Signal Encoding Techniques Reasons for Choosing Encoding

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					                                                              Reasons for Choosing Encoding
                                                               Digital data, digital signal
                                                                 Equipment less complex and expensive than
Signal Encoding Techniques                                       digital-to-analog modulation equipment
                                                               Analog data, digital signal
                                                                 Permits use of modern digital transmission and
                  Chapter 6                                      switching equipment

Reasons for Choosing Encoding
Techniques                                                    Signal Encoding Criteria
  Digital data, analog signal                                  What determines how successful a receiver will be
    Some transmission media will only propagate                in interpreting an incoming signal?
    analog signals                                               Signal-to-noise ratio
                                                                 Data rate
    E.g., optical fiber and unguided media
  Analog data, analog signal                                   An increase in data rate increases bit error rate
    Analog data in electrical form can be                      An increase in SNR decreases bit error rate
    transmitted easily and cheaply
                                                               An increase in bandwidth allows an increase in
    Done with voice transmission over voice-grade              data rate

Factors Used to Compare                                       Factors Used to Compare
Encoding Schemes                                              Encoding Schemes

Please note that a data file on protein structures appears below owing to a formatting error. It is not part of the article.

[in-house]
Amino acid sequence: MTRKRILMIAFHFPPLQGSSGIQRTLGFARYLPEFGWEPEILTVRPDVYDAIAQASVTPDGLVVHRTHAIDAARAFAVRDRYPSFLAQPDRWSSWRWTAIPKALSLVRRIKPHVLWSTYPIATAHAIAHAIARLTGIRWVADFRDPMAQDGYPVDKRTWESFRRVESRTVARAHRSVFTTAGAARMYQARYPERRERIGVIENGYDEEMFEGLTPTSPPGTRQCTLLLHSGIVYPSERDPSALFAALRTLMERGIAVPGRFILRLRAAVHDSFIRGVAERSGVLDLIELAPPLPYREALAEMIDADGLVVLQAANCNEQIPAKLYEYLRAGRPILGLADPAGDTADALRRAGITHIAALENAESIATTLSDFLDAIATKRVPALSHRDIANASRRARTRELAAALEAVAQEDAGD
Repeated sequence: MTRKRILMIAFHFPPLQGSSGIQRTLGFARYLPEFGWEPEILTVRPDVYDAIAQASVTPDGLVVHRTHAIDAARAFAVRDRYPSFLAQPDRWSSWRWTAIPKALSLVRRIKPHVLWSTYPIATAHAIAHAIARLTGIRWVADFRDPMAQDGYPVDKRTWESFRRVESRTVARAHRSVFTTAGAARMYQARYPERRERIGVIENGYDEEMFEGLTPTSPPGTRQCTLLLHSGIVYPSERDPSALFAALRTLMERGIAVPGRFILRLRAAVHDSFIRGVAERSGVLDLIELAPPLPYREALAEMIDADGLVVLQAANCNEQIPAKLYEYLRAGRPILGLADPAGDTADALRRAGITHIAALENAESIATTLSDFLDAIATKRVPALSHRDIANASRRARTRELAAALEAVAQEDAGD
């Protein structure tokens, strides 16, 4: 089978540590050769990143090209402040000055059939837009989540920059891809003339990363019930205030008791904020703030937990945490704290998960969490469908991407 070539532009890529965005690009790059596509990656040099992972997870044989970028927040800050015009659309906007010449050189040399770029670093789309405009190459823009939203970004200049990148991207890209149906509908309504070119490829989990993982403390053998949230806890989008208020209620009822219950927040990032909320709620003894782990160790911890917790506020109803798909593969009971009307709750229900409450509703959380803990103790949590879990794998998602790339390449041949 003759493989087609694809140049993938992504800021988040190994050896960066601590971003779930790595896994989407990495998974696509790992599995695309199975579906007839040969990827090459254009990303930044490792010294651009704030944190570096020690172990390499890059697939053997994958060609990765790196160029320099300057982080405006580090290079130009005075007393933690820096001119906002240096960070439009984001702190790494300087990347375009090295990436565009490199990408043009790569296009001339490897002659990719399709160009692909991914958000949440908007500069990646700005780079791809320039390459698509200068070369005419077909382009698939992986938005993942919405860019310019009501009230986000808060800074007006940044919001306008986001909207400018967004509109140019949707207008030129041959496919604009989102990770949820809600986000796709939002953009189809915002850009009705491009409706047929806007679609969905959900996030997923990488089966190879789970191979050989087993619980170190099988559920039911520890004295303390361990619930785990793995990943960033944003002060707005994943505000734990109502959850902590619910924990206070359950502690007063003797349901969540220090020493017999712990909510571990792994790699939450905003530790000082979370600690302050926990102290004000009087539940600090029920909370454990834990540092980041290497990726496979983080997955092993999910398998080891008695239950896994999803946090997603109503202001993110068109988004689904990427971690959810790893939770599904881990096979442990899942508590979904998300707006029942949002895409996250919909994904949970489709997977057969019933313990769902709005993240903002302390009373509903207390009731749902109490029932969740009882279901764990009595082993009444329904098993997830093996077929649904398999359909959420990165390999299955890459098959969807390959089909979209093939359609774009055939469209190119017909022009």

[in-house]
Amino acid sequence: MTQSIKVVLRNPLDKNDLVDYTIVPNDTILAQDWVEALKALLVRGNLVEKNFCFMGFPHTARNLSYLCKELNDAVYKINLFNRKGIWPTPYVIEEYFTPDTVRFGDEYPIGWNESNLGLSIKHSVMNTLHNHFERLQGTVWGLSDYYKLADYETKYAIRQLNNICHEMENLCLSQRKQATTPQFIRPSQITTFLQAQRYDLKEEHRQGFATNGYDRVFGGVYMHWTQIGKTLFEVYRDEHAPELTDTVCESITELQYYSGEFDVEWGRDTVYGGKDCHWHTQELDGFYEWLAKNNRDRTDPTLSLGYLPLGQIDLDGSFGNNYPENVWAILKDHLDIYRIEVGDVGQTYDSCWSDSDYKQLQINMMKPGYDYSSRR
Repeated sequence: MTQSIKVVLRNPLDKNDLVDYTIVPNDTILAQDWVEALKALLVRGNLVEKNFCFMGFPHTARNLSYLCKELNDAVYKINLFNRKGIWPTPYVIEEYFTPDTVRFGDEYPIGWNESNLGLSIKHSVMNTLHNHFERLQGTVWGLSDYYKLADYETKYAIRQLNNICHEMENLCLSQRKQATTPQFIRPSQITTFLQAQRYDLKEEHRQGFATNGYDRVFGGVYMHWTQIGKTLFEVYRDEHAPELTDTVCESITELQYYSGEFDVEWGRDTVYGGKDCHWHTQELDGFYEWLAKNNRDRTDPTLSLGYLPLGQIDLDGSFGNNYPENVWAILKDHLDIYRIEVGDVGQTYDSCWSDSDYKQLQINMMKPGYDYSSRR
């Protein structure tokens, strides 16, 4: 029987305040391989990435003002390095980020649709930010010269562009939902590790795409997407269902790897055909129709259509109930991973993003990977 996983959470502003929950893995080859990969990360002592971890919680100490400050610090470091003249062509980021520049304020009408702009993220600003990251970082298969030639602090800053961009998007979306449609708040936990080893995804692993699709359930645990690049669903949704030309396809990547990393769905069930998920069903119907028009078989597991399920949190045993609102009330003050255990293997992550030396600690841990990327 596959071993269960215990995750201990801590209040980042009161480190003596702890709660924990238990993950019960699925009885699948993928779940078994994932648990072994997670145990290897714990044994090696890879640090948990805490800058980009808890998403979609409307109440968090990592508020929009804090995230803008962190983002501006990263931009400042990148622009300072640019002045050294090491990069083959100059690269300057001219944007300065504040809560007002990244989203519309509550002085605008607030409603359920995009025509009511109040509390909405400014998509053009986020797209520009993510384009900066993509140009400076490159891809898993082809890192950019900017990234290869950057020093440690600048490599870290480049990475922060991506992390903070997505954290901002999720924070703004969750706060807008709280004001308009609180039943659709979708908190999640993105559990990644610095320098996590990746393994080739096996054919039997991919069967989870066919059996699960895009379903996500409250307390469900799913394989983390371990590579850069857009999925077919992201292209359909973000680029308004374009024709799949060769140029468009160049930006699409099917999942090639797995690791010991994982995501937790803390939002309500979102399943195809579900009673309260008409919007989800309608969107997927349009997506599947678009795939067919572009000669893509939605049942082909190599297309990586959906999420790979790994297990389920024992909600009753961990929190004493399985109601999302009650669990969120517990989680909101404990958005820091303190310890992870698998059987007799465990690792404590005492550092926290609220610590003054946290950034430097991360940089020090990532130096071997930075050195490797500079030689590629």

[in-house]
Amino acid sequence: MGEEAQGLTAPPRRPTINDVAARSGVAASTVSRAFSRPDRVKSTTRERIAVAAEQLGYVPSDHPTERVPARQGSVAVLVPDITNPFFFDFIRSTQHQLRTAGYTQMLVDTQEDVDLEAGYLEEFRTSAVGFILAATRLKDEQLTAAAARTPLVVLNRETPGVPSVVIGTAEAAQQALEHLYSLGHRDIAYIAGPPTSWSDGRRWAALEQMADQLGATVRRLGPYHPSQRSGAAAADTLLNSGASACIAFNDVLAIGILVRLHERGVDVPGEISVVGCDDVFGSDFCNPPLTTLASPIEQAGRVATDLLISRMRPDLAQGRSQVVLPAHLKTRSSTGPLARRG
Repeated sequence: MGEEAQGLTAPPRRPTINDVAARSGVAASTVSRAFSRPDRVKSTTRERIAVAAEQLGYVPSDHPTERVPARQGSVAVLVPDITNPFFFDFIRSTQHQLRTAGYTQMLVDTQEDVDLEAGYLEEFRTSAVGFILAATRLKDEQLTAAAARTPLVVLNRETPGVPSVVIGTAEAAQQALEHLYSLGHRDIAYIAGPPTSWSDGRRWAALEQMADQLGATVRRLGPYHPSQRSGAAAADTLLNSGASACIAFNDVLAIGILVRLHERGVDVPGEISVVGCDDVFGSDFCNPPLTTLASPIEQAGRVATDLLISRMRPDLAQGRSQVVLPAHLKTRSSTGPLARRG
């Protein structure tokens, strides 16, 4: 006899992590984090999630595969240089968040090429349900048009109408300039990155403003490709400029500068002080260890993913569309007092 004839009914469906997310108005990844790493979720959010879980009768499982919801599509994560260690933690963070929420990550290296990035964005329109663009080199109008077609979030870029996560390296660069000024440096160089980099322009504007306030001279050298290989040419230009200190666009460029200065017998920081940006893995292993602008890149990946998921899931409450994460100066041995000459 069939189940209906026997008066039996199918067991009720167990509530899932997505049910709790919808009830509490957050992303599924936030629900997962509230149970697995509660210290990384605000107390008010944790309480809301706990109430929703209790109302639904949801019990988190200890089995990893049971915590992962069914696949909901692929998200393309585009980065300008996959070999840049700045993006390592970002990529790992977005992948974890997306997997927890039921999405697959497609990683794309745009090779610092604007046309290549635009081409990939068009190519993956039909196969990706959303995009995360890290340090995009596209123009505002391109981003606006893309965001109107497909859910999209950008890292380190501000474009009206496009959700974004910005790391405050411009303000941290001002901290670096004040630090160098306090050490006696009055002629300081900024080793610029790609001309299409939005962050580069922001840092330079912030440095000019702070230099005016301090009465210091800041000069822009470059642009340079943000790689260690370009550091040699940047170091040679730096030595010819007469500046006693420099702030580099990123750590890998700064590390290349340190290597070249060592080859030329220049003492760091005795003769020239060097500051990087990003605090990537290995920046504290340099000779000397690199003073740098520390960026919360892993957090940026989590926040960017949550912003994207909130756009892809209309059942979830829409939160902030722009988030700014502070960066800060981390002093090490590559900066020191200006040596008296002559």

Signal spectrum                                              Signal interference and noise immunity
    With lack of high-frequency components, less                 Performance in the presence of noise
    bandwidth required                                         Cost and complexity
    With no dc component, ac coupling via transformer            The higher the signal rate to achieve a given data rate,
    possible                                                     the greater the cost
    Transfer function of a channel is worse near band edges
    Ease of determining beginning and end of each bit
Basic Encoding Techniques                                                 Basic Encoding Techniques
 Digital data to analog signal
   Amplitude-shift keying (ASK)
      Amplitude difference of carrier frequency
   Frequency-shift keying (FSK)
      Frequency difference near carrier frequency
   Phase-shift keying (PSK)
      Phase of carrier signal shifted

Amplitude-Shift Keying                                                    Amplitude-Shift Keying
 One binary digit represented by presence of                               Susceptible to sudden gain changes
 carrier, at constant amplitude
 Other binary digit represented by absence of
                                                                           Inefficient modulation technique
 carrier                                                                   On voice-grade lines, used up to 1200 bps
                    A cos(2πf c t )             binary 1
                                                                           Used to transmit digital data over optical
          s (t ) =                                                        fiber
                         0                      binary 0

      where the carrier signal is Acos(2πfct)

Binary Frequency-Shift Keying                                             Binary Frequency-Shift Keying
(BFSK)                                                                    (BFSK)
 Two binary digits represented by two different                            Less susceptible to error than ASK
 frequencies near the carrier frequency
                                                                           On voice-grade lines, used up to 1200bps
                                                                           Used for high-frequency (3 to 30 MHz)
                 A cos(2πf t )                                            radio transmission
                                               binary 1
       s (t ) =            1
                 A cos(2πf 2t )
                                                binary 0                   Can be used at higher frequencies on LANs
                                                                           that use coaxial cable
      where f1 and f2 are offset from carrier frequency fc by equal but
      opposite amounts
Multiple Frequency-Shift Keying                       Multiple Frequency-Shift Keying
(MFSK)                                                (MFSK)
 More than two frequencies are used                     To match data rate of input bit stream,
 More bandwidth efficient but more susceptible to       each output signal element is held for:
                                                                          Ts=LT seconds